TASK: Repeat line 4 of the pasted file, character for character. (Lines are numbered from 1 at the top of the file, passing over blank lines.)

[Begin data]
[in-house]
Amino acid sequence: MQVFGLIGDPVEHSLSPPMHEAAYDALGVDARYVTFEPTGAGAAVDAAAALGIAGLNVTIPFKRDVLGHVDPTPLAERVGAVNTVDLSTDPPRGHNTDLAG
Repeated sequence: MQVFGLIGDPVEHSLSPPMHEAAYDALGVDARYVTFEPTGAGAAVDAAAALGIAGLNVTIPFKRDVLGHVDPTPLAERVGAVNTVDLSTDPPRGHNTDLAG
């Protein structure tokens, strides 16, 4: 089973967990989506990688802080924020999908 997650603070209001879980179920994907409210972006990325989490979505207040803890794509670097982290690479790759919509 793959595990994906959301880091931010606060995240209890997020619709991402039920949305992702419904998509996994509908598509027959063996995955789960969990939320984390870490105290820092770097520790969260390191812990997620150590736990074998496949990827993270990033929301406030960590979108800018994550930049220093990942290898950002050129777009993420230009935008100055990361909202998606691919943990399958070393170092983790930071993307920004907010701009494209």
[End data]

């Protein structure tokens, strides 16, 4: 089973967990989506990688802080924020999908 997650603070209001879980179920994907409210972006990325989490979505207040803890794509670097982290690479790759919509 793959595990994906959301880091931010606060995240209890997020619709991402039920949305992702419904998509996994509908598509027959063996995955789960969990939320984390870490105290820092770097520790969260390191812990997620150590736990074998496949990827993270990033929301406030960590979108800018994550930049220093990942290898950002050129777009993420230009935008100055990361909202998606691919943990399958070393170092983790930071993307920004907010701009494209």